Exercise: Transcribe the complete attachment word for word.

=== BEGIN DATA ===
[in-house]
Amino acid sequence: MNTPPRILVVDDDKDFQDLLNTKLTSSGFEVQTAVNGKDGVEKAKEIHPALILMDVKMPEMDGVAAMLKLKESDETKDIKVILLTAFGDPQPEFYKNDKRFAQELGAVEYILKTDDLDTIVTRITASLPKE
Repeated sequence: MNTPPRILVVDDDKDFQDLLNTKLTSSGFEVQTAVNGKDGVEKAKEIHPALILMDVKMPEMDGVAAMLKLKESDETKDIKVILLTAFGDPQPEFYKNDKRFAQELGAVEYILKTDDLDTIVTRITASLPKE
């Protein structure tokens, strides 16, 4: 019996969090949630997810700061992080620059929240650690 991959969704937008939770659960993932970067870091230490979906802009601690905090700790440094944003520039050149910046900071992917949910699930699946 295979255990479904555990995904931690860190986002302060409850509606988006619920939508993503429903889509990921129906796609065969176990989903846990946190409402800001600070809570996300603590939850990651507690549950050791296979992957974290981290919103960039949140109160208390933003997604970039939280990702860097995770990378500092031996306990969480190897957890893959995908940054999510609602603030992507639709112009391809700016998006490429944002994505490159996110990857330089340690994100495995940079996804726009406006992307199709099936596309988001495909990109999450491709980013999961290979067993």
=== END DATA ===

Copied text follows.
[in-house]
Amino acid sequence: MNTPPRILVVDDDKDFQDLLNTKLTSSGFEVQTAVNGKDGVEKAKEIHPALILMDVKMPEMDGVAAMLKLKESDETKDIKVILLTAFGDPQPEFYKNDKRFAQELGAVEYILKTDDLDTIVTRITASLPKE
Repeated sequence: MNTPPRILVVDDDKDFQDLLNTKLTSSGFEVQTAVNGKDGVEKAKEIHPALILMDVKMPEMDGVAAMLKLKESDETKDIKVILLTAFGDPQPEFYKNDKRFAQELGAVEYILKTDDLDTIVTRITASLPKE
């Protein structure tokens, strides 16, 4: 019996969090949630997810700061992080620059929240650690 991959969704937008939770659960993932970067870091230490979906802009601690905090700790440094944003520039050149910046900071992917949910699930699946 295979255990479904555990995904931690860190986002302060409850509606988006619920939508993503429903889509990921129906796609065969176990989903846990946190409402800001600070809570996300603590939850990651507690549950050791296979992957974290981290919103960039949140109160208390933003997604970039939280990702860097995770990378500092031996306990969480190897957890893959995908940054999510609602603030992507639709112009391809700016998006490429944002994505490159996110990857330089340690994100495995940079996804726009406006992307199709099936596309988001495909990109999450491709980013999961290979067993």